The U.S. military is now committed to begin a first-of-its-kind joint military operation with Russia, mounting airstrikes against the Islamic State group in Syria.

Yet its not clear what the military advantage will be for the U.S. ground-level operations against the Islamic State.

"With respect to what the Russians might bring to this fight, I'm not going to speculate about that right now," Lt. Gen. Jeffrey Harrigian, the head of U.S. Air Forces Central Command, told reporters Tuesday.

"That would probably be better asked at the diplomatic level," he said in a press briefing.

Top U.S. diplomats acknowledge that the military cooperation does not really have any strictly military goals but is instead part of a broader political strategy to halt the Syrian civil war.

The joint operations -- long sought by the Russians -- could begin as early as next week if, and only if, Russia and the Syrian regime both adhere to the cease-fire agreement that the U.S. and Russians announced Saturday.

The U.S. and Russians would set up a "joint integration center" for sharing intelligence and coordinating air strikes on Islamic State militants and the al Qaeda-linked group known as al-Nusrah, which both countries consider enemies, Harrigian said.

The joint operations would be highly unusual, considering the U.S. broke off official military-to-military relations with the Russians in 2014 after the Russians invaded the Crimea peninsula. And in Europe, U.S. military leaders say their approach to Russia has shifted to a Cold War-era strategy of "deterrence."

Many details of the military cooperation remain unresolved. Where will this joint integration center be? Will the U.S. and Russia operate in the same airspace? How will the U.S. share information without disclosing its own classified tactics, techniques and procedures? And how will the U.S. ensure that that the Russian air force does not use "dumb bombs" and cause massive civilian casualties?

"That will be something that we'll have to work out. … We've got work to do to understand what that plan is going to look like," Harrigian said.

For now, military leaders remain deeply skeptical. "I’m not going to say I trust them," Harrigian said.

Yet the deal for military cooperation with Russia is part of a broader American political and diplomatic effort to end the 5-year-old Syrian civil war that has fueled extremism, provided safe havens for the Islamic State group and sent waves of refugees into Europe.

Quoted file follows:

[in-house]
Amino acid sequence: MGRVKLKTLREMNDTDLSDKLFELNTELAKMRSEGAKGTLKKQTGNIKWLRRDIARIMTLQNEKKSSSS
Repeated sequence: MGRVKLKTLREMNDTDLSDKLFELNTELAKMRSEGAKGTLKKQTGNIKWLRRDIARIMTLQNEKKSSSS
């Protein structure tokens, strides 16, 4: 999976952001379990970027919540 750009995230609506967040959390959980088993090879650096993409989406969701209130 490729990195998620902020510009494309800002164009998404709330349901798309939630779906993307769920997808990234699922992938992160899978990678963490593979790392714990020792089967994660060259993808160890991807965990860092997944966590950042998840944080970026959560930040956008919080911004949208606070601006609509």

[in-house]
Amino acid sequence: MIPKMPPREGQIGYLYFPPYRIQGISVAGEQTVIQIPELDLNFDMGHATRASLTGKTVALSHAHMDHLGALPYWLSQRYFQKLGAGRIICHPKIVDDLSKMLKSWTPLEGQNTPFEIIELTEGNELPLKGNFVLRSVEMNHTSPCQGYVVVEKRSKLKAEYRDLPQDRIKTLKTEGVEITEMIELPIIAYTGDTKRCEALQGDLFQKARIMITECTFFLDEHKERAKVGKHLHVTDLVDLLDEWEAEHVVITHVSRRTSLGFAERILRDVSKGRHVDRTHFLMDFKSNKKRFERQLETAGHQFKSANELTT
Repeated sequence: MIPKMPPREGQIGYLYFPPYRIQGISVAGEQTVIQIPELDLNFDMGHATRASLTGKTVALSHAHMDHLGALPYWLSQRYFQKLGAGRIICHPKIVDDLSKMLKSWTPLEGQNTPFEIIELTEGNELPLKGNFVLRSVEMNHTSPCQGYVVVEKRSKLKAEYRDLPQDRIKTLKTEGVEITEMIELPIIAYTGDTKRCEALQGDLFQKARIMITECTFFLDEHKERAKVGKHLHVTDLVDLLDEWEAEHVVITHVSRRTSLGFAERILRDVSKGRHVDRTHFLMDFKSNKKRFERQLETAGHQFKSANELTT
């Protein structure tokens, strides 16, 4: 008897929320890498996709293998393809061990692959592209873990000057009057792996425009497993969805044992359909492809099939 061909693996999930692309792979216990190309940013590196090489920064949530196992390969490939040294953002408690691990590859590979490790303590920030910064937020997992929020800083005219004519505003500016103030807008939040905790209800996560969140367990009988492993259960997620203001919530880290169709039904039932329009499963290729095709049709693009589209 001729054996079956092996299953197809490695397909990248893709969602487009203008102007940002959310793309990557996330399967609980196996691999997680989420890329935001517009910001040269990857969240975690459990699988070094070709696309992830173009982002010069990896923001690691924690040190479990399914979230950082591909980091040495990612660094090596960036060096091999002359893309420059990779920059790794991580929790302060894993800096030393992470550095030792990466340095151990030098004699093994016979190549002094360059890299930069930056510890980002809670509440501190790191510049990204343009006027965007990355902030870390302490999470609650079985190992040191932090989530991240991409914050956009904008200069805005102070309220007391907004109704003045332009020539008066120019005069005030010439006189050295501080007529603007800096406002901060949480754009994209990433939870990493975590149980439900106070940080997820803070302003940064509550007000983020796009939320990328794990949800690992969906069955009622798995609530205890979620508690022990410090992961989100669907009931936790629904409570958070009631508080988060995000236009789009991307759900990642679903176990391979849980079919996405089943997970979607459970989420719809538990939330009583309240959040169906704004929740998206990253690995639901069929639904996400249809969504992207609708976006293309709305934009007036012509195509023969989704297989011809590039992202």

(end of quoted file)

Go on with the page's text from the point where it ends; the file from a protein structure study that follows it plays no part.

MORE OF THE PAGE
"The U.S.-Russia plan is designed to advance the process of trying to reduce the violence so that we can get people to a table ... and begin to negotiate a political transition and the restoration of a peaceful and united Syria," Secretary of State John Kerry said Monday.

A key component of the deal will prohibit the Syrian regime from flying combat missions over some areas controlled by rebel opposition forces, including some groups backed by the United States. And ultimately, the U.S. hopes Russia will lean on its ally, Syrian President Bashar Assad, to reach a negotiated settlement.

"For the Russians it would … give them a measure of coordination with the U.S. military that they don't have right now and that they have expressed an interest in," said John Kirby, a State Department spokesman.

"For us, it gives us a real shot at keeping Assad from barrel bombing and gassing his own people as well as the opposition; and more critically, if a cessation of hostilities can be maintained and reduced violence can be established and sustained, and humanitarian access, get the opposition back to the table with the regime in Geneva under the [United Nations], get a political process started. That's the real goal here," Kirby said.

U.S. Secretary of State John Kerry, left, and Russian Foreign Minister Sergei Lavrov conclude a joint press conference following their meeting to discuss the crisis in Syria, in Geneva, Switzerland, on Friday

Photo Credit: Kevin Lamarque/Pool Photo via AP

The Air Force general said he understands that the military operation is one piece of a larger effort.

"The diplomatic-to-military piece is always something that we've got to stay engaged with and something that we understand is all part of the process as our diplomatic leaders continue to work what are very challenging problems, quite frankly, for the world," Harrigian said.

He said his main goal is to make sure the fight against the Islamic State continues.

"From my perspective, my job will be to, number one, ensure that as this moves forward, we're comfortable that the guidance that we get is operationalized into a process that allows us to continue the momentum that we have against ISIL; build on the coalition that we have put together to allow us to continue to pressure Daesh," Harrigian said.